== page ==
‘In addition, as soon as the work began on the pumps, the Road Commissioner of El Dorado County went to Globin, told him there was violent objection on the part of adjoining neighbors to the installation of the pumps and asked him to stop work until a hearing could be had. Globin's response was ‘go jump in the lake.’ As a reasonable man, he should have forseen, before Standard Oil Company spent any money, that the validity of the permits might be challenged.'

Appellants contend further that if the judgment is permitted to stand it would be a taking of property without due process of law. There is no taking of property. Appellants have no property right in the use of the highway for private purposes. Rowe v. City of Cincinnati, supra. That being so the revocation of the permit would not be a taking of property. The removal and relocation of the pumps would still permit the station to be operated.

Appellants also challenge the finding of the trial court that appellant Globin as a reasonable man should have foreseen before any money was expended upon the installation of the pumps that the permit might be challenged. There is no merit in this contention. Mr. Downer, the El Dorado County Road Commissioner, testified that he made a trip to Lake Tahoe just as work was commencing. He stated that a shovel had been moved on Mr. Globin's lot and had started an excavation and ‘there was one or two hand laborers that were starting some pick work there on the County road, * * *.’ At that time Mr. Downer contacted Mr. Globin and asked him to stop work until a hearing could be held. Mr. Globin responded by telling Mr. Downer to go jump in the lake. This testimony supports the finding.

Appellants contend further that the trial court erred because findings were not made on certain affirmative defenses raised in their answer. These defenses were:

1. That appellants had operated and maintained a gasoline station on the property.

2. That appellants sought an irrevocable permit for an encroachment and that an encroachment permit was authorized and that the permit did not contain a revocation clause.

3. That in applying for the encroachment permit appellants advised the board of supervisors that they desired to enter into a long term lease with the Standard Oil Company; that the board knew the execution of the lease would entail the expenditure of a large sum of money and that the execution depended upon the granting of an irrevocable permit; that the board represented that the permit was irrevocable and that the permit would not be revoked during the term of the lease.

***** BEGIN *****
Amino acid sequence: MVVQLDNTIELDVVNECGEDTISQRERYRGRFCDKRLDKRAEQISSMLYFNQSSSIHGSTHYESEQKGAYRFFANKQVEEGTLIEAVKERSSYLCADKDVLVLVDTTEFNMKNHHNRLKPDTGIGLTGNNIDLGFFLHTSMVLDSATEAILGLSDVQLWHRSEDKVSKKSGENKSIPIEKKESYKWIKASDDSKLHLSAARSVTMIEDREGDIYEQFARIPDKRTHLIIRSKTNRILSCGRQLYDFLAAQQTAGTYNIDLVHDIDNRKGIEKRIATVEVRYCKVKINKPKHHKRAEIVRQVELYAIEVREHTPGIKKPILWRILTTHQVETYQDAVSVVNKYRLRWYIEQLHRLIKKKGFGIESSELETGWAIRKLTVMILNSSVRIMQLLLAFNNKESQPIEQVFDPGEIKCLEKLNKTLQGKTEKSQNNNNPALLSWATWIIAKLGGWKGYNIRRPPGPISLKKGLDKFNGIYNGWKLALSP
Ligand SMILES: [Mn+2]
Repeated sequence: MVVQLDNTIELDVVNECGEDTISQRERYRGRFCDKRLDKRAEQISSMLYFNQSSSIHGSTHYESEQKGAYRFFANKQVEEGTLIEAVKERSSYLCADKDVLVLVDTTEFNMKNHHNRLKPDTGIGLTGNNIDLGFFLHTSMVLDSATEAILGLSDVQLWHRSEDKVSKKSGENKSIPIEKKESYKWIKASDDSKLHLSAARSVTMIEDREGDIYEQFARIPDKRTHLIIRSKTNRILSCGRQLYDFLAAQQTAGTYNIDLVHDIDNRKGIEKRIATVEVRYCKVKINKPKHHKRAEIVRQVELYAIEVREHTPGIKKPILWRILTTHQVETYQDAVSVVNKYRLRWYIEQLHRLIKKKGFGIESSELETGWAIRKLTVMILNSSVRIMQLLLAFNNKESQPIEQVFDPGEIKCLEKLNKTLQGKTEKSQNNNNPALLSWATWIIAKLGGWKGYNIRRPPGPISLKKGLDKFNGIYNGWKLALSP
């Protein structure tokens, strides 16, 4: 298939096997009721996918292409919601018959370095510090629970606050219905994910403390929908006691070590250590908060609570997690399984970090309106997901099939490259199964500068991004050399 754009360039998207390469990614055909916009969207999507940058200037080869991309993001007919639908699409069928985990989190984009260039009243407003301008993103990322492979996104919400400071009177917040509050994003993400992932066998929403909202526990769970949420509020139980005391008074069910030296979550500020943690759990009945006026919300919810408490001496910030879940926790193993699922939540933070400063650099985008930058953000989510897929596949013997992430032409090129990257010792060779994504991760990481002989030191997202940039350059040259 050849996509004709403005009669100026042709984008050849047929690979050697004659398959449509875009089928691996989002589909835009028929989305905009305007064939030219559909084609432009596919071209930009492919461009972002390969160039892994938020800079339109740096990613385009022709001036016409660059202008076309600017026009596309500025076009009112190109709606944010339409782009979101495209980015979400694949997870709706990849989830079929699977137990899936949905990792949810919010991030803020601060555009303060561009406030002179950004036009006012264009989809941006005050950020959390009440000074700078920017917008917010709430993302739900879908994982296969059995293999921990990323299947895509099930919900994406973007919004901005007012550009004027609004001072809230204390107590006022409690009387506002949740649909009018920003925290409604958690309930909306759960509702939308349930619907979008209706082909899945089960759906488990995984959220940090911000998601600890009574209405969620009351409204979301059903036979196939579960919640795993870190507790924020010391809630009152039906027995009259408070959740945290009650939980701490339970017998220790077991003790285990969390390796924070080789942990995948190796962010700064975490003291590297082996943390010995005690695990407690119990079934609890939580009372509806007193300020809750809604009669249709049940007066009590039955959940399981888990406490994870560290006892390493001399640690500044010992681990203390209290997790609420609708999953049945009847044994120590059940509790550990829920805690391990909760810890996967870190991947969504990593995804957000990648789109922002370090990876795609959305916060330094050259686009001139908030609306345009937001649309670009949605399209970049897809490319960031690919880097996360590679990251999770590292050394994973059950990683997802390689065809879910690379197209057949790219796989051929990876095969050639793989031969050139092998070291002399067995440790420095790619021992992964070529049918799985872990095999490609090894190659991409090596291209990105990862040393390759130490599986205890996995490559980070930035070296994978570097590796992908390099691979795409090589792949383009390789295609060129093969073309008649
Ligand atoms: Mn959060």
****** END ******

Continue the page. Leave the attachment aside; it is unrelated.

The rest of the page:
4. That in reliance on the statements and representations and the encroachment permit the lease was entered into and a considerable sum of money was expended.

5. That the appellants and Standard Oil would not have entered into the lease or expended any sums for remodeling except for the permit.

6. That the action of the board of supervisors in revoking the permit and authorizing the road commissioner to abate the encroachment was done without notice to the appellants and without a hearing, nor were appellants given an opportunity to be heard.

7. That the action of the board of supervisors was contrary to law and if carried out constitutes a taking of property without due process of law.

This contention cannot be sustained. While the court did not find specifically on each of these affirmative defenses, the findings did cover all of the material issues in the case as specified in the pretrial conference order. These issues were (1) whether the improvements or obstructions constitute encroachments; and (2) if said improvements were unlawful encroachments, whether the acts of plaintiff constituted an estoppel. The findings covered these and all material issues and the evidence supports the findings. A specific finding is not required on an issue where it follows by necessary implication from a general finding, and it is not necessary to negative issues contradictory to a proper finding. 2 California Procedure, Witkin, page 1850.

No other points require discussion.

The judgment is affirmed.

SCHOTTKY, Justice.

PEEK, Acting P. J., and WARNE, J. pro tem., concur.